“The biggest misconception that we want to debunk for other immigrant theatre artists is the fact that you actually aren’t alone,” said Barry. “... I really thought I was. That’s really damaging and tragic in a lot of ways.”
“We spend so much money preserving old buildings.… Why not also spend some money documenting the extraordinary linguistic diversity of our species — that thing that makes us human?”
The sheer amount of fun the actors seemed to be having helps keep the audience engaged, especially for those who may not have been following the quick jokes veiled in old English.
“That was really challenging and also really exciting … to hear a director go ‘We don’t need to see frivolous women on stage. We can see real women. And these women take up space and they’re confident and intelligent and they know what they’re saying, and they’re complex and they’re making decisions.’”
Coren, a professor emeritus in the psychology department at UBC, has won numerous awards for his work, had his own television show called Good Dog!, written books that have topped the bestsellers lists, and currently writes the blog “Canine Corner” for Psychology Today.
Kealoha called the decision to pursue poetry as a career one of the single biggest decisions of his life. Even after the radical career change however, Kealoha did not abandon his scientific background.
“The Aga Khan is well known for his commitment to reconciliation, but to reconcile two convocation ceremonies is really an accomplishment.”
Regardless of what students are interested in, the new season of UBC Theatre offers myriad of options.
“You must speak out against injustice,” she said simply. “And you cannot speak out just once.”
Part of what keeps Smailes loving his job is the opportunity to learn something new and different every day. “You only have to go talk to a researcher about what they’re working on, and their excitement is infectious.”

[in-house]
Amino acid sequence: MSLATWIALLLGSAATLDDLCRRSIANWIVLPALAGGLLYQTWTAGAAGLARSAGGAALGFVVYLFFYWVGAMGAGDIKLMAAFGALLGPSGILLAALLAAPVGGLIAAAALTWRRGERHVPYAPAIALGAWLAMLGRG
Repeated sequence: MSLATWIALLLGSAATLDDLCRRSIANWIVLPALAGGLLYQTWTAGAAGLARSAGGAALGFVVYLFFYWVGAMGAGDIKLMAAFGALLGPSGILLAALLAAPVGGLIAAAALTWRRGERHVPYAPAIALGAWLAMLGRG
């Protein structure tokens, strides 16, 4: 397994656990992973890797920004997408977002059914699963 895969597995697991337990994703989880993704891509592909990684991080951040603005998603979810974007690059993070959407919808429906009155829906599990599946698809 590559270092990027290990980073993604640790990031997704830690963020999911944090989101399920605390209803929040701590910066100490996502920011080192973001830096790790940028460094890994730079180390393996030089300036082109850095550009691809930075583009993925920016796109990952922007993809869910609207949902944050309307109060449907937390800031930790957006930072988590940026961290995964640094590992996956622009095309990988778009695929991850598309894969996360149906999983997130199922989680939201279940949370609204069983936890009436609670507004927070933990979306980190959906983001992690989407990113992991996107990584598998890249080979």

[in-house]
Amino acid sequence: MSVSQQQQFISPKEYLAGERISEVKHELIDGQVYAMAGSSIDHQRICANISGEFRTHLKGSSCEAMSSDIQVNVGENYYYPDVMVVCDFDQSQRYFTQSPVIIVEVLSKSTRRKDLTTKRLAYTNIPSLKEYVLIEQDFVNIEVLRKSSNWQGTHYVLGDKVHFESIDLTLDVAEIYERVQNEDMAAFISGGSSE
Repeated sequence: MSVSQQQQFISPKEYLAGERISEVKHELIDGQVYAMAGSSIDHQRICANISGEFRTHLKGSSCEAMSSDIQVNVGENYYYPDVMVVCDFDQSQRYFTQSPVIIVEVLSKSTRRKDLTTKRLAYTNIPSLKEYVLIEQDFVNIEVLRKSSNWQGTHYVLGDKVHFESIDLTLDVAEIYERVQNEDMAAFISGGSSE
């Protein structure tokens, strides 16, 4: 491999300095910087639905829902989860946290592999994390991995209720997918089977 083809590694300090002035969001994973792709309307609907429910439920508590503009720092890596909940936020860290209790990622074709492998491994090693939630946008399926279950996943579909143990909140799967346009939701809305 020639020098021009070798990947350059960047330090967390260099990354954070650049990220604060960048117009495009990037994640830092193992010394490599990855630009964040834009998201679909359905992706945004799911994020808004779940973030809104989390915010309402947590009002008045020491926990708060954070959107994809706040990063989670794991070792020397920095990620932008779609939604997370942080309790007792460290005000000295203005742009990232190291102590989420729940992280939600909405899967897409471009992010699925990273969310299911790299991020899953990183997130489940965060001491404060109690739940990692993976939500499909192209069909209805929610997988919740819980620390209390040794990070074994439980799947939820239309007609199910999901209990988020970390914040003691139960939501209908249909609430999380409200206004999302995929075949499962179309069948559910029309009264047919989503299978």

Vancouverites don’t need a time turner to thumb through a first edition printing of Harry Potter and the Philosopher’s Stone. Instead, any muggle or wizard can head down to the basement of Irving K. Barber Library to see the book themselves.
Culture at the Centre, a collaborative exhibit at the Museum of Anthropology, brings together the work of five Indigenous cultural centres and six nations. Its March opening showcased this attitude of partnership with a collection of performances and speeches by the communities involved.
Through a combination of impressive acting, thoughtful set design and eerie sound effects, UBC Theatre creates an engaging and disturbing production of one of America’s most well known plays.
Virago Nation is a group of female warriors who are challenging stereotypes about Indigenous women and sexuality one burlesque performance at a time.
When the cast and crew of She Kills Monsters met for the first time, they were not themselves. With the help of five Dungeon Masters, two pounds of multi-sided dice and dozens of character sheets, they become paladins, mages and heroes in the fantastical world of Dungeons and Dragons.